This time on the long bulldust sections on the William Creek Road with the benefit of sunlight the conditions indicated that I should keep to the left side of the road and just ride at the holes rather than slow down or try to avoid them. Depth varied but there luckily weren’t any sharp edges or bug ruts in them. The front end would still try to tuck, the bike would still try to shoot off in any direction but while I couldn’t stand up on the bike I could apply downward pressure on the pegs to try to stabilise the bike and push the bars to try to keep the front wheel turning forward while still losing speed. However, It was quite physical and hard on the body particularly given I’d already been on the bike for about 10 hours.

I stopped along the way to empty the jerry and took another pic.

Oodnadatta Track during Dusty Butt ride

I managed to dodge all the sharp rocks and boulders closer to Coober Pedy and arrived there a full 35 minutes ahead of schedule. I filled up, grabbed the docket and didn’t need to eat the food I had in the tank bag because Mrs Wom had a ham and cheese toasted sandwich and a can of coke ready for me. I scoffed them down and we chatted briefly.

Half way back at Coober Pedy

I knew I was heading back into the wind and the next leg would be a brutal slog. I also knew that more of the second half of the ride would be in darkness and while being elated that I was now ahead of schedule I knew I was going to lose a chunk of that buffer getting back to Roxby Downs. I had no idea how much.

An exit plan was needed, so Mrs Wom agreed to drive back to William Creek later in the day, have dinner and get a room. When I passed through there the final time sometime about 10.30pm I would make the call, depending on time and fatigue, whether or not to pull the pin on the ride and stay in William Creek. I did not want to tackle the William Creek Road in the dark again just to transport the bike back to Coober Pedy if there was no prospect of making it within 24 hours. It was still very possible that might happen.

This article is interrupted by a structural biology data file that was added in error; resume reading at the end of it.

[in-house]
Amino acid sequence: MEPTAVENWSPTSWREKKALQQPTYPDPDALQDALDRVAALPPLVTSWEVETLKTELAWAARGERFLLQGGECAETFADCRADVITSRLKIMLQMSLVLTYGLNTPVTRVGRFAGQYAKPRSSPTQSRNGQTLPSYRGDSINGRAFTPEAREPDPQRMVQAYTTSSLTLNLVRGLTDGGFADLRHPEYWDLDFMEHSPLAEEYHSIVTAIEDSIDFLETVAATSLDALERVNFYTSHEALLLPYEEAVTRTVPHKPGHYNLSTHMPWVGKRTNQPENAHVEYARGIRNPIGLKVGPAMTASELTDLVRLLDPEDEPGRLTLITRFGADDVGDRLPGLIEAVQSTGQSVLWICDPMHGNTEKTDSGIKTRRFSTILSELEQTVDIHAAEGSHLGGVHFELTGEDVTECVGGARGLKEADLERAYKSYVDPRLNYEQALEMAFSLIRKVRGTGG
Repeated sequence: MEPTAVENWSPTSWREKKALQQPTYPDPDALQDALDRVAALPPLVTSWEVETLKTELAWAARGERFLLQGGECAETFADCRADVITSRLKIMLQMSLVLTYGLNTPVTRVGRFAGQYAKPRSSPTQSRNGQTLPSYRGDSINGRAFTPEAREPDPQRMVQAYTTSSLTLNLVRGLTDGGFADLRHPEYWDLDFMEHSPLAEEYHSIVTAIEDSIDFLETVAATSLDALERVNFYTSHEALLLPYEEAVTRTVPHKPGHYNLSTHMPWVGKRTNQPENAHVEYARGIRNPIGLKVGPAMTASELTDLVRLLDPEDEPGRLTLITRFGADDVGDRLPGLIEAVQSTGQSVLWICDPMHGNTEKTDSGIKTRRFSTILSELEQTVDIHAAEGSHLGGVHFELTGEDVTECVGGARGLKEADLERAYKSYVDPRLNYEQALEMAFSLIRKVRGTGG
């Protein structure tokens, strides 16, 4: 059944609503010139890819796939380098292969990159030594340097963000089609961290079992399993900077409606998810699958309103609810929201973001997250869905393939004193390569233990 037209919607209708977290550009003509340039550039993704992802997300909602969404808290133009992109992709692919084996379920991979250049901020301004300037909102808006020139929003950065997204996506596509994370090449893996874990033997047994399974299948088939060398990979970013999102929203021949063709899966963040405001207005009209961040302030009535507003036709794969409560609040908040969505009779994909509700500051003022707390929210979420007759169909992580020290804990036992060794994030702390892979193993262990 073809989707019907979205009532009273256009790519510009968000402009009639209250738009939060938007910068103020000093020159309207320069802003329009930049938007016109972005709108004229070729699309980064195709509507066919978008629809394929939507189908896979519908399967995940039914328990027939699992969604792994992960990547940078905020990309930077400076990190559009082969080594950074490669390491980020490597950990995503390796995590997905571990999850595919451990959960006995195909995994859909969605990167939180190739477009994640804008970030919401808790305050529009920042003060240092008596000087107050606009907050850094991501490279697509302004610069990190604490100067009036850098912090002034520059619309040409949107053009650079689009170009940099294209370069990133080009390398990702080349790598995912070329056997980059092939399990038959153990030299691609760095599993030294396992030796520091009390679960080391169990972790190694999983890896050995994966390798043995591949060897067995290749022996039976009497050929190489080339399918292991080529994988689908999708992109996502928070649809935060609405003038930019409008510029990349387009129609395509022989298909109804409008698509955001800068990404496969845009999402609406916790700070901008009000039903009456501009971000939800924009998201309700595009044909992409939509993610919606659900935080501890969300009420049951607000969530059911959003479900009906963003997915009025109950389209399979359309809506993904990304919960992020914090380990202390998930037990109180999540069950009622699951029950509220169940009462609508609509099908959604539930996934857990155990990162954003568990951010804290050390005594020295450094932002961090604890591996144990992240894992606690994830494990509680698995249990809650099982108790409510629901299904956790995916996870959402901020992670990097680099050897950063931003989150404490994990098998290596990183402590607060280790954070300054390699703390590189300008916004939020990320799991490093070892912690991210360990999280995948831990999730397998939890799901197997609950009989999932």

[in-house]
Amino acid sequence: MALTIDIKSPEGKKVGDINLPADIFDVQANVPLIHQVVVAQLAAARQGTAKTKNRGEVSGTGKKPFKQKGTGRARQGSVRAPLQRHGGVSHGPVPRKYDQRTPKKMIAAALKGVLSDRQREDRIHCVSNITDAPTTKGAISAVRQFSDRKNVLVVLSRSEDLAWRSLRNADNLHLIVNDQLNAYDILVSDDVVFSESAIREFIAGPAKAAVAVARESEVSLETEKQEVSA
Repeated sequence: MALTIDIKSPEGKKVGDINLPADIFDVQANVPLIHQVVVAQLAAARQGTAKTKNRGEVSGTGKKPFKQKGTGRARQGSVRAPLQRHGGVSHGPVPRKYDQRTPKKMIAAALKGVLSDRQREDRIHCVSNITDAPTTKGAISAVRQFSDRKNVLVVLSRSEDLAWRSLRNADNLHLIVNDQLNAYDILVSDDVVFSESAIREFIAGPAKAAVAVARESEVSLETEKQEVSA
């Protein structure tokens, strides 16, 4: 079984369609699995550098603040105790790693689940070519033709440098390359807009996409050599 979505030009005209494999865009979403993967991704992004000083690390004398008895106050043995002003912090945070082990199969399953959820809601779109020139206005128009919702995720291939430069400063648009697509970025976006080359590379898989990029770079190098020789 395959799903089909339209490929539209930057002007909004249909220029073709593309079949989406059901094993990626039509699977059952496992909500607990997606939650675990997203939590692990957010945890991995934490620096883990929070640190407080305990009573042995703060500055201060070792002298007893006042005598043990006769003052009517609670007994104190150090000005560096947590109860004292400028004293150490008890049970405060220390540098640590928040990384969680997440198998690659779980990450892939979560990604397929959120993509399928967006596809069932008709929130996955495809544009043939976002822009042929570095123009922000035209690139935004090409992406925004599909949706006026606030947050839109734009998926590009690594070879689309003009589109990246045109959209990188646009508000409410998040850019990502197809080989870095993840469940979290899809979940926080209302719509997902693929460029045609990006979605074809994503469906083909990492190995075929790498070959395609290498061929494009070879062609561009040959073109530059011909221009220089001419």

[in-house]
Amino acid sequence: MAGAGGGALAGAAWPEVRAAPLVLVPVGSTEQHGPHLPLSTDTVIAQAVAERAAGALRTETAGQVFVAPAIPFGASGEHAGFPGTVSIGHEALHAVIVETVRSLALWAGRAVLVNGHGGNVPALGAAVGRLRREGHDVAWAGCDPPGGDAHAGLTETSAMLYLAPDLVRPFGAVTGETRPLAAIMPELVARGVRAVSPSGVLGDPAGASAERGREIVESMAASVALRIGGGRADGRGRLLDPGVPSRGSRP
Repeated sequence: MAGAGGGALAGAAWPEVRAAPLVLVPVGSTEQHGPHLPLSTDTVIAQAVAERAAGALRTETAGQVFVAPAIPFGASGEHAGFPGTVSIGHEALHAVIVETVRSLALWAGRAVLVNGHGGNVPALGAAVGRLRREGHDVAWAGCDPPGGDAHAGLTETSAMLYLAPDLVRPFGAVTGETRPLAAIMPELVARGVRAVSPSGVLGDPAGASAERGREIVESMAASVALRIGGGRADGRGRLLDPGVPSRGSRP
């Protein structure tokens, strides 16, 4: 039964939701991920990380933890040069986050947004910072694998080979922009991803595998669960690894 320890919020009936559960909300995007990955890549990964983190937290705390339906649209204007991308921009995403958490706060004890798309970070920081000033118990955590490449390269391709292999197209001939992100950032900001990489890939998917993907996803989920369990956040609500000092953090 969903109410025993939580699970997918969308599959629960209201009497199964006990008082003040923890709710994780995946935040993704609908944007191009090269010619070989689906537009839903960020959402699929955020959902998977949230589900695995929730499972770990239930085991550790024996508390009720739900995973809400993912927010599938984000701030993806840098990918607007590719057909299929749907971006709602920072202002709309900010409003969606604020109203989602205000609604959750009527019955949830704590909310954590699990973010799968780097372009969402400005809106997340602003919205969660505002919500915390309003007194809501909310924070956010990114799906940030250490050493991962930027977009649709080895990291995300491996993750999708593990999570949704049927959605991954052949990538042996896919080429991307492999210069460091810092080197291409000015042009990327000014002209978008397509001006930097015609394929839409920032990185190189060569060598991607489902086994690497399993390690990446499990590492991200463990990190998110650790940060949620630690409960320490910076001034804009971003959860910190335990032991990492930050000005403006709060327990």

Back into the wind the little bike struggled once again to keep a decent speed. I was hoping to stay above 75kph but lots of times I was less than that and the full corrugation punishment was on. Fortunately in the daylight I could more easily identify smoother areas of road and miss corrugations where possible. But where they were unavoidable it felt like the bike and I were about to shake apart. Once again, one by one, I ticked off the landmarks. Lake Eyre looked beautiful but there was no stopping for random pics today. I needed to be disciplined and a couple of minutes could make all the difference.

I emptied the jerry into the tank at the intersection with Borefield Road, the sun was about to go down and there was no point waiting until it got dark.

Oodnadatta Track and Borefield Rd during Dusty Butt

There was about 106kms to go to Olympic Dam and the last turn around. My speed up Borefield Road felt markedly slower, I was heading straight into the wind. The sun went down and the kangaroos came out, I had half a dozen sphincter moments during that section and at one point I found myself completely stopped in the middle of a herd of cattle crossing the road. I was hoping they were well away from there on my way back. I knew the kangaroos would still be around. I also had a couple of sphincter moments in the roadworks. They were carefree about what condition the graders, machinery and trucks left the surface in when they finished up for the day. “Just whack a 40kph sign on it, she be right mate , no-one uses this road at night anyway! Too many roos and cows.”

I arrived at Lavricks Roadhouse and my time buffer had been reduced to 25 minutes after 17 hours 40 minutes of riding. I ate from the tank bag and went inside to pay. The attendant was on the phone messing around with a card payment machine. There were other people lined up to be served. I grabbed a can of coke and opened it. It was gone by the time the attendant turned around. He looked at me and others and went into the kitchen a short time later returning to the phone and machine. My Tourette’s got the better of me. A while later someone from the kitchen came out and asked who was next. The guy at the front of the line who probably heard my involuntary utterance offered to let me in and be served. I thanked him profusely, paid for the fuel and coke and left the empty can on the counter almost running out to the bike, some more of my time buffer blown.

So I had 416kms to go in darkness hopefully with some wind assistance. Despite approaching 18 hours on the bike I felt mentally alert but not in good shape physically. My body had taken a beating up to this point. Mrs Wom rang and I told her it was line ball whether I’d get to William Creek on time to finish the ride. She agreed.

Back through the bends, another struggle through the roadworks, more dodging the worst of the bulldust but with enough speed to make the corrugations barely acceptable. I enjoyed the good section towards the end of Borefield Road and even took a moment to admire the sky and huge moon rising to my left. I channelled Dory for a while “Keep on riding, keep on riding, keep on ….” I Ticked off the Oodnadatta Track landmarks in reverse order and only 250km later arrived at William Creek.